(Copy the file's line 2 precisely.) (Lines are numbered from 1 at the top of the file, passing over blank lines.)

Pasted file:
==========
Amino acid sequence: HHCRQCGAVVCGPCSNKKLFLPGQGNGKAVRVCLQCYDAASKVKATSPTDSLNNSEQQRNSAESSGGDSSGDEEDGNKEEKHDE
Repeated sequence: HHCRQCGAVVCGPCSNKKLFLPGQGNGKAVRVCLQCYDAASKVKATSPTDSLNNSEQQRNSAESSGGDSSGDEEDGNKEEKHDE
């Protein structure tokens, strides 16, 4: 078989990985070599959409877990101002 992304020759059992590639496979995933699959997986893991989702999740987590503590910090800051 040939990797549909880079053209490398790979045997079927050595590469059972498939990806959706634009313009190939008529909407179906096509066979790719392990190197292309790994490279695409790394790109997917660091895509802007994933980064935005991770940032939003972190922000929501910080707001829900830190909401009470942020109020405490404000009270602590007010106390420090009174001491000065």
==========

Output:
Repeated sequence: HHCRQCGAVVCGPCSNKKLFLPGQGNGKAVRVCLQCYDAASKVKATSPTDSLNNSEQQRNSAESSGGDSSGDEEDGNKEEKHDE